To date, there is limited published research available in English on English language education in Indonesia. However, I have met many dedicated and engaged English language educators here. These educators crave new knowledge, information, and ideas. There are many challenges to being an effective teacher across Indonesia including large class sizes, multilevel classrooms, time constraints and demands, limited resources (e.g., expensive books), lack of infrastructure or technology, limited funding, physical conditions (e.g., no air conditioning or electricity), confusion over government mandated curriculum and policy changes, lacking authentic or meaningful communication in English, motivation, seeing the relevance of English to daily lives, conflicting perceptions of English language use, and more. Many English language educators in Indonesia look to the “native speaker” as the main voice of authority for English language teaching. As an EL Fellow in Indonesia, I am learning that you can be informed about all of the latest teaching methodologies and knowledge, yet there is still something missing. I have been listening to and observing how non-native speakers of English downplay their abilities, skills, and knowledge in the language. No matter their proficiency in English, lecturers and students do not seem to feel their English is good enough. I wonder at what level people become good enough in English to feel confident? In Indonesia, local teachers, students, and the community needs to feel more empowered as confident, legitimate, and equal users of the English language.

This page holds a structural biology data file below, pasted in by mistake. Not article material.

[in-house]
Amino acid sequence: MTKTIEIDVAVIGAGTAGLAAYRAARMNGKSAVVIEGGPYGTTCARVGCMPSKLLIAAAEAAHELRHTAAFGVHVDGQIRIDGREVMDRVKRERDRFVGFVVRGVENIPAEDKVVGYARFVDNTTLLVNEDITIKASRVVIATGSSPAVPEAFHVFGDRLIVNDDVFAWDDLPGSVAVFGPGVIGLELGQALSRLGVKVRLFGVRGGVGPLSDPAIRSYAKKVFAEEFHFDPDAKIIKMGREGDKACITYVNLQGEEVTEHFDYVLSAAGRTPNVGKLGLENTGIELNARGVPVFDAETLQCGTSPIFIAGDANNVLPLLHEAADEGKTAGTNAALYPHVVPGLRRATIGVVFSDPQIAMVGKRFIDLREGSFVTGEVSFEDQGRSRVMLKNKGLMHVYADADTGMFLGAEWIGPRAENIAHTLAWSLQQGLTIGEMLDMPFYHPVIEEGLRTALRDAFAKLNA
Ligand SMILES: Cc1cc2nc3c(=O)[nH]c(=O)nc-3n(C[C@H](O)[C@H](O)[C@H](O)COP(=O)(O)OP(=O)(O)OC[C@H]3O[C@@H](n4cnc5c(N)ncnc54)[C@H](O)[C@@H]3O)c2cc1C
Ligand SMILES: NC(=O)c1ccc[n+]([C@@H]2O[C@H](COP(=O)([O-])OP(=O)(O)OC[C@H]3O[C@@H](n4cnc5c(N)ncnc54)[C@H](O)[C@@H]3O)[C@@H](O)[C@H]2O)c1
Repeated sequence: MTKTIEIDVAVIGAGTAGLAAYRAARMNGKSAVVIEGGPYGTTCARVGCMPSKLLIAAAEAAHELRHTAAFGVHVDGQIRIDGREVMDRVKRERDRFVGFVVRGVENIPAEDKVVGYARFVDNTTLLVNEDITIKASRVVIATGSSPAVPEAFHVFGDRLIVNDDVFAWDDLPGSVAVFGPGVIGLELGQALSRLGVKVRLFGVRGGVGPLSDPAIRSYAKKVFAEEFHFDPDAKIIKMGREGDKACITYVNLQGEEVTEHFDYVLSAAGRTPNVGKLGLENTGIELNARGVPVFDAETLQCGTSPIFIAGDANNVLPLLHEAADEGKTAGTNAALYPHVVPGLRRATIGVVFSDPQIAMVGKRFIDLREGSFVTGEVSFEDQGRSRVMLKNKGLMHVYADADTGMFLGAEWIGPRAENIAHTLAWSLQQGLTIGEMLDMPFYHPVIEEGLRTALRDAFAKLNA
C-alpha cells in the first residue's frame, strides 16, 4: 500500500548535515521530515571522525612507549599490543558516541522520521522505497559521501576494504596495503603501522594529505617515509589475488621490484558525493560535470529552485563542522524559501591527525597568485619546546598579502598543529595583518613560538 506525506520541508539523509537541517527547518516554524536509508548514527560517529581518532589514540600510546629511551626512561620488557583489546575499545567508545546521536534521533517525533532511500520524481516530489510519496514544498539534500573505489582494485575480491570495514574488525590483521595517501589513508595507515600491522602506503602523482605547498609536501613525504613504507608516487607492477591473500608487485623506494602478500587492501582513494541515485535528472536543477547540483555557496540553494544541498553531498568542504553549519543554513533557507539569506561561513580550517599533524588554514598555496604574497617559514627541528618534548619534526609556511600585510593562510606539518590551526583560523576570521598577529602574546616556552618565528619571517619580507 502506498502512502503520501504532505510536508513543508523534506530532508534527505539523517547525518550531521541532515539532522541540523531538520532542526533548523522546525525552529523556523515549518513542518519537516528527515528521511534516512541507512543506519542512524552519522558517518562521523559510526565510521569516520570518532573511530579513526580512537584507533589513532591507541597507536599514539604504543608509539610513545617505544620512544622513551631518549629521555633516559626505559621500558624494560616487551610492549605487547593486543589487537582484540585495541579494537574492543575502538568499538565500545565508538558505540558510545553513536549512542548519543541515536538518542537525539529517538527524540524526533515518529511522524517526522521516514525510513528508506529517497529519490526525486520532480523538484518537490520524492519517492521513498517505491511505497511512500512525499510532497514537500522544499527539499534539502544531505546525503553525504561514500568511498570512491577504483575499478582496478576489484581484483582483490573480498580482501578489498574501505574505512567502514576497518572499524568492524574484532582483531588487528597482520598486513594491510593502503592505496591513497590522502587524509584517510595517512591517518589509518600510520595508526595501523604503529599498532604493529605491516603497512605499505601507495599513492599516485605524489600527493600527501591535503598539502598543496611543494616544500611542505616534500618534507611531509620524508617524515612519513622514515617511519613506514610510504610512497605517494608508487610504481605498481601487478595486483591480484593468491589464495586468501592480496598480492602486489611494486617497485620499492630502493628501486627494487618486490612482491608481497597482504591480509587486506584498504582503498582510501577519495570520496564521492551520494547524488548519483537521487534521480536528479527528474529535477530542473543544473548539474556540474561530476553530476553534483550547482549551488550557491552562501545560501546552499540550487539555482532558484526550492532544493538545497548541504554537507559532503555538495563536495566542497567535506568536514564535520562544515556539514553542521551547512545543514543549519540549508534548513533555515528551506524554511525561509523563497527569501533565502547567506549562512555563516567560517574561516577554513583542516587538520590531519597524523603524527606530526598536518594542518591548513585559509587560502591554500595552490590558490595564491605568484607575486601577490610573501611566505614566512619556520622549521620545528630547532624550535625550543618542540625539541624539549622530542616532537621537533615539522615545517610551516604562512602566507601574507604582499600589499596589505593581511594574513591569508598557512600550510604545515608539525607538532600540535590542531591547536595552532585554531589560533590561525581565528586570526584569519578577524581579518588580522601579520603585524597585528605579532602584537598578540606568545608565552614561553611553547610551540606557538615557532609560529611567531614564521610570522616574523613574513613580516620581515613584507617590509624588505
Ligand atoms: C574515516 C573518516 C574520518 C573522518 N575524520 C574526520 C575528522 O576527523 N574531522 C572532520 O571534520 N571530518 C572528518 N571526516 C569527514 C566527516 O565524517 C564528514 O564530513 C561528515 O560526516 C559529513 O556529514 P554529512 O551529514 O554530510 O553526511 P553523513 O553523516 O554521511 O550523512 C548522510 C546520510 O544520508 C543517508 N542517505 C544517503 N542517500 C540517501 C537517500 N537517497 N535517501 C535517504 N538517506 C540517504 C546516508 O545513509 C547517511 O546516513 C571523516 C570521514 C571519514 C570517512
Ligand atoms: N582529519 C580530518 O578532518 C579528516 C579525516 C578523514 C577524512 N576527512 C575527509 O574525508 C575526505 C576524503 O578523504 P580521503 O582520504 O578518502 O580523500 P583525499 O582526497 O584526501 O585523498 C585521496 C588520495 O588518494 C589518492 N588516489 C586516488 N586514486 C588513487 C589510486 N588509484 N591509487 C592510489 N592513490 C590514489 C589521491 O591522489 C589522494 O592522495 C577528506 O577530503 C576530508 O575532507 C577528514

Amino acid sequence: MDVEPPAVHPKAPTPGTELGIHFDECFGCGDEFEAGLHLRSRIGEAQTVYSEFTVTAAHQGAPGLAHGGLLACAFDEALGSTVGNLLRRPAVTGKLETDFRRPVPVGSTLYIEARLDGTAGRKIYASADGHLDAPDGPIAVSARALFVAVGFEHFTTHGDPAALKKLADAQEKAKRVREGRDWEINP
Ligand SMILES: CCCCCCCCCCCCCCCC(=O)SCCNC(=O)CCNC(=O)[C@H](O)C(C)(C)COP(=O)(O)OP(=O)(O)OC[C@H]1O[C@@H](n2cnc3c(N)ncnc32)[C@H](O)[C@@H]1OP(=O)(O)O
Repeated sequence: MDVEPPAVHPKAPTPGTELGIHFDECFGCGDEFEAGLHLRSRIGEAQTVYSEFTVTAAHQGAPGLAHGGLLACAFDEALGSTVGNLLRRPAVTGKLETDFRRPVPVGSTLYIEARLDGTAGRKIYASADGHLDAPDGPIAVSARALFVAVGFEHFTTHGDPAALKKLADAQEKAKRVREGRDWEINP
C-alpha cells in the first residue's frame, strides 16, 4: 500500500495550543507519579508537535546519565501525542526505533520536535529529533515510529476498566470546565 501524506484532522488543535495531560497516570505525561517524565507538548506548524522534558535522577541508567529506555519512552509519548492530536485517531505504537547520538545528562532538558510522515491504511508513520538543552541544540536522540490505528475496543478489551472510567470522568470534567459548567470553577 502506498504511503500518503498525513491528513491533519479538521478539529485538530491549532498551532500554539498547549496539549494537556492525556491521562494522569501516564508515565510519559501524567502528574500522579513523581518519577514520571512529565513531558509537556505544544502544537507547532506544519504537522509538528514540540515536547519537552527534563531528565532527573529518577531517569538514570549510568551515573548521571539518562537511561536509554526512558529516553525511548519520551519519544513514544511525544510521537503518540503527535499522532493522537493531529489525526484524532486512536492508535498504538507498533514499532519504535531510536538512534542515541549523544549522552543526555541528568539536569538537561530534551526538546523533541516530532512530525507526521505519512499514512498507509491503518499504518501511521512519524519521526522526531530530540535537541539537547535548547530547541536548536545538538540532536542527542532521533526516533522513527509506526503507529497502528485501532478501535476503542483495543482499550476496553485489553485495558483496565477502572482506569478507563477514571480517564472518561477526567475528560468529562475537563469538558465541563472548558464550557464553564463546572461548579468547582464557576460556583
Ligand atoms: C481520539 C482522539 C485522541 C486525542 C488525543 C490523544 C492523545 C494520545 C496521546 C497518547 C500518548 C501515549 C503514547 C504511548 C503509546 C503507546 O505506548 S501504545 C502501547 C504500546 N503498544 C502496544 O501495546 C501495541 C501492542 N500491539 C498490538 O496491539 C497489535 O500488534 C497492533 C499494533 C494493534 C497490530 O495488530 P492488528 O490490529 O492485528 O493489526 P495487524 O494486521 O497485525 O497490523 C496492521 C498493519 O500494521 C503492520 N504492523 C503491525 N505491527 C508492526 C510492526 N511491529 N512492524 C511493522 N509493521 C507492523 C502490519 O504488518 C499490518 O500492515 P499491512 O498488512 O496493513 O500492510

Additionally, the perception, role, function, and use of English in Indonesia needs greater clarity. Lauder (2008) explored the status and function of English in Indonesia, claiming that English is “essential for development” and that it needs to be given “a new upgraded status” (p. 17). Lauder’s opinion is just one of the many voices influencing English language education in Indonesia.